- Constructive developments in trade war negotiations and solid US economic data supported fixed-income spread1 sectors, despite politically charged events in Latin America, Hong Kong, and the focus on upcoming UK general elections.
- Most global sovereign yields edged higher on cautionary signals of progress toward a phase one trade deal between the US and China, stabilization in global activity indicators, and the increased likelihood of a Brexit deal agreement. Australian yields declined, driven by weak employment data, a downward revision of GDP forecast by the Reserve Bank of Australia, and Governor Lowe’s statement of plausible quantitative easing at a cash rate of 0.25%.
- The US dollar (USD) rallied versus most currencies, supported by positive US activity data. The Swedish krona was the top-performing G10 currency. The Riksbank Governor Ingves reiterated the central bank’s intention to raise the repo rate in December and climb out of negative-rate territory. The Chinese renminbi gained, driven by improved sentiment on the US-China trade war. Latin American currencies slumped versus the USD as the region remained plagued by strikes and anti-government protests across multiple countries.
- On a total return basis, Hartford World Bond Fund performance was negative over the month with global government core exposures and opportunistic sources detracting. The Fund outperformed on an excess return basis relative to the FTSE World Government Bond Index primarily due to the Fund’s lower duration2 positioning and lack of exposure to poorly performing sovereigns such as Italy, Spain, and the UK.
- In global government core rates, performance was neutral as exposure to government bonds that produced positive total returns (Australia) offset exposure to government bonds that generated negative total returns (Sweden, US).
- Core currency detracted, driven by our foreign currency exposure including the Japanese yen (JPY), Swiss franc (CHF), and the euro. The USD rallied versus most currencies driven by the US Federal Reserve’s (Fed’s) constructive rhetoric.
- Macro-driven duration strategies detracted. Our steepening bias in the US detracted as Fed chair Powell described the US economy’s glass as being “more than half full,” which resulted in US front-end yields moving higher relative to longer-end yields. Our tactical underweight to UK duration also detracted as rates declined mid-month following the UK services flash Purchasing Managers’ Index3 coming in at 48.6 versus an expected 50.1.
- Our macro-driven currency strategies detracted from total returns due to our long to the JPY. The perceived safe haven currency depreciated as favorable Brexit developments and continued US-China trade talks spurred risk-on market movements.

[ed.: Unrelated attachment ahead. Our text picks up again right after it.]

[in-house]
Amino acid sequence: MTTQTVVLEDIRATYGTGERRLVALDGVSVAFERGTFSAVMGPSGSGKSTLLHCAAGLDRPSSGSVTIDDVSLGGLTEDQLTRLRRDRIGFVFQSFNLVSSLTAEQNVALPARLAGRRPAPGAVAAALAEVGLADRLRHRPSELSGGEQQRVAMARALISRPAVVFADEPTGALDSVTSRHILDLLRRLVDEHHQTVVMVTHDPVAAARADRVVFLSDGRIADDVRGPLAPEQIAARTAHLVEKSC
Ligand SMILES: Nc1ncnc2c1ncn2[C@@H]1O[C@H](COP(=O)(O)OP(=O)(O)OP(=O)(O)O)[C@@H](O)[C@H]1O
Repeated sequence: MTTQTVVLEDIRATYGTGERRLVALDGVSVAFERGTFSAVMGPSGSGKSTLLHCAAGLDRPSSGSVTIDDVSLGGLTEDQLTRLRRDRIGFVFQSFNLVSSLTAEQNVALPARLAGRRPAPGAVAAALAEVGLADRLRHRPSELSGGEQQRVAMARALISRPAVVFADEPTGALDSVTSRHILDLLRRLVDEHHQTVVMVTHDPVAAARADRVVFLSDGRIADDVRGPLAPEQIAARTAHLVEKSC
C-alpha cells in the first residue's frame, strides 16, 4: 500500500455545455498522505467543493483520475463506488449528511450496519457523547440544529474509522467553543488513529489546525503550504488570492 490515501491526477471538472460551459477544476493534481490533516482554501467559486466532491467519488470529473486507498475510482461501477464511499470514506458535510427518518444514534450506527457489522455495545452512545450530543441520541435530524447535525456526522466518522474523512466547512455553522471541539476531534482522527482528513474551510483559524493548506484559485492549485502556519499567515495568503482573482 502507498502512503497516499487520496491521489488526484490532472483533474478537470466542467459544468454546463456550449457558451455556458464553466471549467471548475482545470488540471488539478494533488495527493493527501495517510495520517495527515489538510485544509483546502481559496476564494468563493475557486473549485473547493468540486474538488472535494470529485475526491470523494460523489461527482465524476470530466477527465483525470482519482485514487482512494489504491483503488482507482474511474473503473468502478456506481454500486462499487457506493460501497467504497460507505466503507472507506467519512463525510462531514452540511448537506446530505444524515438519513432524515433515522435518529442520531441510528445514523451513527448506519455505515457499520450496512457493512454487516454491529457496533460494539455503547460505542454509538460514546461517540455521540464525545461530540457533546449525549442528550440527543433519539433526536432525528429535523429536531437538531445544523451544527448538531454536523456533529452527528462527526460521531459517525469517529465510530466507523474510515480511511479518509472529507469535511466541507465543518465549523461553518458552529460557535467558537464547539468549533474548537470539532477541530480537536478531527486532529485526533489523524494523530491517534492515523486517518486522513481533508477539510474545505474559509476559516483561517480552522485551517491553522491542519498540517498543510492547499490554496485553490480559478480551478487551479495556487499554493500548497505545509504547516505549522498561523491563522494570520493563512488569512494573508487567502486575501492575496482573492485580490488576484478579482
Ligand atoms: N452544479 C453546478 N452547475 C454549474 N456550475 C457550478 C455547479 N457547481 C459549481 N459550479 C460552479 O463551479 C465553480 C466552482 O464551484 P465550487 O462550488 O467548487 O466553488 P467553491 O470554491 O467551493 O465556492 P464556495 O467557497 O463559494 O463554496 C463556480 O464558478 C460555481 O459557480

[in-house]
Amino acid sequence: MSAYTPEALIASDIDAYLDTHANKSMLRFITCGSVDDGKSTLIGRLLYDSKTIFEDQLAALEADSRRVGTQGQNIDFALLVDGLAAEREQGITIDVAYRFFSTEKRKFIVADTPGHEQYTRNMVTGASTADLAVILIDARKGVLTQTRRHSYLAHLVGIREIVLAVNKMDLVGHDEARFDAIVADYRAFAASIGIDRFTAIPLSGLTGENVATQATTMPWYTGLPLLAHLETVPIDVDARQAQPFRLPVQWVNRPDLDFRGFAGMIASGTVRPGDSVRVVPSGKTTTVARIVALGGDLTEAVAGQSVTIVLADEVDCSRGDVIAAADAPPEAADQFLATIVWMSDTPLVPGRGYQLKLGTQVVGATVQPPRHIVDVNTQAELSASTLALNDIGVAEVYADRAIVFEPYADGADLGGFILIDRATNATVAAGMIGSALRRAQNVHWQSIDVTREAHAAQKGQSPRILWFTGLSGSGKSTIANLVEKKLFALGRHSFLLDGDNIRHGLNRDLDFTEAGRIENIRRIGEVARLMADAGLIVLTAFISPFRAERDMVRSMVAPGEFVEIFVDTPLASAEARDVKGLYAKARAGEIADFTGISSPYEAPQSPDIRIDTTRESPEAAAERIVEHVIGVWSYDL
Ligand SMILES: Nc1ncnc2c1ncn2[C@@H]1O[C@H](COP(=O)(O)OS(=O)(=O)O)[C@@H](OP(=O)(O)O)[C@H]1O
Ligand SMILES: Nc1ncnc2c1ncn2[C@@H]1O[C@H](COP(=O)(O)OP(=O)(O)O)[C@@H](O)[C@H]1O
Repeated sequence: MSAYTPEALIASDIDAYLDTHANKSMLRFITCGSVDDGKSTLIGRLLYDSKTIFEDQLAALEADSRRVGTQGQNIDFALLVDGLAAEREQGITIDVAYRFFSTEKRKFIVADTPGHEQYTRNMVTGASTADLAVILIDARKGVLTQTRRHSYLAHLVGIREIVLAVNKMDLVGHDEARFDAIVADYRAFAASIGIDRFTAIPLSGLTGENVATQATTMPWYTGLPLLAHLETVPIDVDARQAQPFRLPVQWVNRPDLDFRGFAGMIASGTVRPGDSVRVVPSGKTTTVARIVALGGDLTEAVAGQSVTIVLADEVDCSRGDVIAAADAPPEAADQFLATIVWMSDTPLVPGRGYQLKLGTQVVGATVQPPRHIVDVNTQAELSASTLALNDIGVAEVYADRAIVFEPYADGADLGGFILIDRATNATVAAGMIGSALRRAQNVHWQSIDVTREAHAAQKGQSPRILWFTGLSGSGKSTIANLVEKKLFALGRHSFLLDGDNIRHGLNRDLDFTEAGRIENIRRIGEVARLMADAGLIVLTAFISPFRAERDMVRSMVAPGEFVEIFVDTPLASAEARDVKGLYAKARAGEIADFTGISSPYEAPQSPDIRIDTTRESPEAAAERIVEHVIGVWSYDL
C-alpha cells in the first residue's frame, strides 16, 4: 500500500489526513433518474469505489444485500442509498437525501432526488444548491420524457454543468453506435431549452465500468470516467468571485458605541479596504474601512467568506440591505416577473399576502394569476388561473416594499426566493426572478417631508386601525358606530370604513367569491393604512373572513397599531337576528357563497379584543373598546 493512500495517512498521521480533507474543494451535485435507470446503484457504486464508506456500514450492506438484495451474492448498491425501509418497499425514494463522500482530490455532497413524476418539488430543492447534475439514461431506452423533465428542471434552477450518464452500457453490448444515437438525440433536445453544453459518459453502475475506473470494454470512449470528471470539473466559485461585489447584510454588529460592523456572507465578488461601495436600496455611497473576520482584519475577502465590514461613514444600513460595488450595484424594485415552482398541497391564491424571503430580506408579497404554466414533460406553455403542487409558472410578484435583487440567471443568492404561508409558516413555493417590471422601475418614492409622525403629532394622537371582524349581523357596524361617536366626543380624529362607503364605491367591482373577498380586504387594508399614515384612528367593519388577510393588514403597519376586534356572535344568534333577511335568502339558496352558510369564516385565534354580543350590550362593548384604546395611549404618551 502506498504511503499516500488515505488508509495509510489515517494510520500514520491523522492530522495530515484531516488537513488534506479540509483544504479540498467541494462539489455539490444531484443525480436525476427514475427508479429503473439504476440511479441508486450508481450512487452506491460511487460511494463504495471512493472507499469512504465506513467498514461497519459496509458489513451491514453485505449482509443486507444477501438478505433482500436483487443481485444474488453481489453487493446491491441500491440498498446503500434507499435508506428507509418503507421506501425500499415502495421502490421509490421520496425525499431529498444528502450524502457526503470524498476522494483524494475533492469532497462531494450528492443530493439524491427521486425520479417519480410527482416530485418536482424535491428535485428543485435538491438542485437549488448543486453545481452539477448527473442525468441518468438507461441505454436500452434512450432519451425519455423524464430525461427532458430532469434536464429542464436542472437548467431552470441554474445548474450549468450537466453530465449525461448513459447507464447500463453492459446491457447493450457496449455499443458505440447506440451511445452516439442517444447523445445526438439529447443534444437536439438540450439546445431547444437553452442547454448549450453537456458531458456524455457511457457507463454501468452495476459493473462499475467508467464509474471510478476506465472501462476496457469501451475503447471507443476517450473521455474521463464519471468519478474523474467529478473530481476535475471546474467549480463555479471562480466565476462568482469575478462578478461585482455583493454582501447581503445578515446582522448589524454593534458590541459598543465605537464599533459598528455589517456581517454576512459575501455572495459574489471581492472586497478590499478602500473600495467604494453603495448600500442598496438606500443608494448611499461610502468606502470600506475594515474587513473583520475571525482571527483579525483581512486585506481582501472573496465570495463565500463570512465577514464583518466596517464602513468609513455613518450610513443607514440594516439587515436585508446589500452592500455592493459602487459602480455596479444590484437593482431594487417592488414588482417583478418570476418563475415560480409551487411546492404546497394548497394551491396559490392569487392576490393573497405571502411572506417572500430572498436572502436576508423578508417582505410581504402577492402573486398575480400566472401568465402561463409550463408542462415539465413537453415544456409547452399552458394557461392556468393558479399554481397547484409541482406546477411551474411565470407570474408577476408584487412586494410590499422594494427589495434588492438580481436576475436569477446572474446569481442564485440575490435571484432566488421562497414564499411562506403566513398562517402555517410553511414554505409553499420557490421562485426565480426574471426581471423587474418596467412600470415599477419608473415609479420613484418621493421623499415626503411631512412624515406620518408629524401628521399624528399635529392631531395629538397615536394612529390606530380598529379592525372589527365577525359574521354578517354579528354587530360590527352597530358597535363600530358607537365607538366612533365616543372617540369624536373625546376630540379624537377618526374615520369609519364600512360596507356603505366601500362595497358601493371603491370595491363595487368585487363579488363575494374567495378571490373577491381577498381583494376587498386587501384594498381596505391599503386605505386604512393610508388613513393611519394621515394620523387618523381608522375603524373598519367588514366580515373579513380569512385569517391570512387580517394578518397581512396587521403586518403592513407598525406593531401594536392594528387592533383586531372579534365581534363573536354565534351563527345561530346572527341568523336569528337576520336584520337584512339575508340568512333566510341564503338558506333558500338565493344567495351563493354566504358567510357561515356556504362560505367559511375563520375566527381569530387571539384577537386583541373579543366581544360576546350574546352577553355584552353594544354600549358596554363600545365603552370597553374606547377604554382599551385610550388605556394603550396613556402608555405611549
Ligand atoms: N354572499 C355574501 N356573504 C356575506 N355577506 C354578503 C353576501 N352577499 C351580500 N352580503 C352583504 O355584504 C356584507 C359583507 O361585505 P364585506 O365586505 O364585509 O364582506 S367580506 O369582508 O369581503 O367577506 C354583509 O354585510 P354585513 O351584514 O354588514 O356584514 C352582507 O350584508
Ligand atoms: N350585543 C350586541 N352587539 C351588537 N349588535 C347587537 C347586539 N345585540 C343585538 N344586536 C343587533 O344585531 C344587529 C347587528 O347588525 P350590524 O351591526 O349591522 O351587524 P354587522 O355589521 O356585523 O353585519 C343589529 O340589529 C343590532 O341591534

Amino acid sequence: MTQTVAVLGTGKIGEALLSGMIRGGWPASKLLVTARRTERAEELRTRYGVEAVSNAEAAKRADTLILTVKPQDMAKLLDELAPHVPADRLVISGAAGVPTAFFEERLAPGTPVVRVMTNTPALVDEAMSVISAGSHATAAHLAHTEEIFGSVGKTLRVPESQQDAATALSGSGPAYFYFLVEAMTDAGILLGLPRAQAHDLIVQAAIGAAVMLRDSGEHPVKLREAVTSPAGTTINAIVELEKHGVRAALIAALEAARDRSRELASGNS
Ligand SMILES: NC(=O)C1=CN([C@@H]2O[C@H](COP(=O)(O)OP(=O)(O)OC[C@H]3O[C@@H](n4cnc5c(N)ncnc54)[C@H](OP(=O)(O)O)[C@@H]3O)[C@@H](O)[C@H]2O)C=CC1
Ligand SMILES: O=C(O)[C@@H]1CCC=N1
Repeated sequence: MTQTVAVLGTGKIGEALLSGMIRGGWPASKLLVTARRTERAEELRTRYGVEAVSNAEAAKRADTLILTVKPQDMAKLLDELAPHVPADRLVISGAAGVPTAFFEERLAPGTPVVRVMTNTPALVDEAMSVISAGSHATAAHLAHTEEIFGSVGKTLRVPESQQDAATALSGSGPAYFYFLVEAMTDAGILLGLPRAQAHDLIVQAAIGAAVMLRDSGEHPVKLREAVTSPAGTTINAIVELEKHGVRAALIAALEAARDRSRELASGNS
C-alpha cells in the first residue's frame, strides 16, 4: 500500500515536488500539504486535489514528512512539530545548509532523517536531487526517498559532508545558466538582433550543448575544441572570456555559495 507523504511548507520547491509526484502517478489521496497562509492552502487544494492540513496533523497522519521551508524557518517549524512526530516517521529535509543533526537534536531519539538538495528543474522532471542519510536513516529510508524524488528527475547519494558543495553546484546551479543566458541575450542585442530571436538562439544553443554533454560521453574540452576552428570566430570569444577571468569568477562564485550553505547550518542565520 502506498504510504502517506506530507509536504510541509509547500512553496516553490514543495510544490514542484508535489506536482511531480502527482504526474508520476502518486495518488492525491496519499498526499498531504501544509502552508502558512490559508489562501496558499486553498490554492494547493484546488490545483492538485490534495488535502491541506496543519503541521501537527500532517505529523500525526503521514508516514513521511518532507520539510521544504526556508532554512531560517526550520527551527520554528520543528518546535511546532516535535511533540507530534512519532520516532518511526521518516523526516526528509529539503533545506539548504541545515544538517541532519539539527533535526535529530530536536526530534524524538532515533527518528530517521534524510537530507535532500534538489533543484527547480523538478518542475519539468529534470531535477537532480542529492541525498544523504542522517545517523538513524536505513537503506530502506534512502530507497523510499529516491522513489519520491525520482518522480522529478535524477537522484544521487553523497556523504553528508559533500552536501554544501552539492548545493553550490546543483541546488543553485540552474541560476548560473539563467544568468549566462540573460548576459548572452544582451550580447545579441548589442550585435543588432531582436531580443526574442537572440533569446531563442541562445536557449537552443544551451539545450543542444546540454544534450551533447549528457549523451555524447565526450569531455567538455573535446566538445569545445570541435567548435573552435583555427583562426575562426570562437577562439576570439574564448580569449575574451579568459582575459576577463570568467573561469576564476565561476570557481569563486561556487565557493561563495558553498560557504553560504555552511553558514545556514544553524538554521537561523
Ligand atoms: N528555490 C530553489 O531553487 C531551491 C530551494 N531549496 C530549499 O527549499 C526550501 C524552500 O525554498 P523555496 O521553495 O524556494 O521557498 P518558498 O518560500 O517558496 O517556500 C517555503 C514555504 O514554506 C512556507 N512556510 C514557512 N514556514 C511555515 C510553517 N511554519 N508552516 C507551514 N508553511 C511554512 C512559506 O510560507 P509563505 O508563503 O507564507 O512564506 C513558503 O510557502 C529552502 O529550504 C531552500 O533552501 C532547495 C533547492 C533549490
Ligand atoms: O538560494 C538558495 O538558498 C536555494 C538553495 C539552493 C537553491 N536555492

- Within opportunistic credit sources, our exposures to securitized and high-yield credit marginally contributed to total returns.
Expenses as shown in the Fund’s most recent prospectus. Gross expenses do not reflect contractual fee waivers or expense reimbursement arrangements. Net expenses reflect such arrangements only with respect to Class Y. These arrangements remain in effect until 2/29/20 unless the Fund’s Board of Directors approves an earlier termination.
Performance data quoted represents past performance and does not guarantee future results. The investment return and principal value of the investment will fluctuate so that investors' shares, when redeemed, may be worth more or less than their original cost. Current performance may be lower or higher than the performance data quoted.
Fund Inception: 05/31/2011
Share Class Inception: I, Y – 05/31/11; F – 02/28/17
Performance shown prior to the inception of a class reflects performance and operating expenses of another class(es) (excluding sales charges, if applicable). Had fees and expenses of a class been reflected for the periods prior to the inception of that class, performance would be different. Since inception (SI) performance is from 5/31/11. Performance and expenses for other share classes will vary. Additional information is in the prospectus. Performance and expenses for other share classes will vary. Additional information is in the prospectus.
Portfolio Positioning & Market Outlook
- Portfolio duration decreased to 2.72 years at month end, largely driven by the decrease in our opportunistic duration strategies. In macro duration we moved to an underweight duration position as economic data is stabilizing while US-China trade rhetoric is still positive.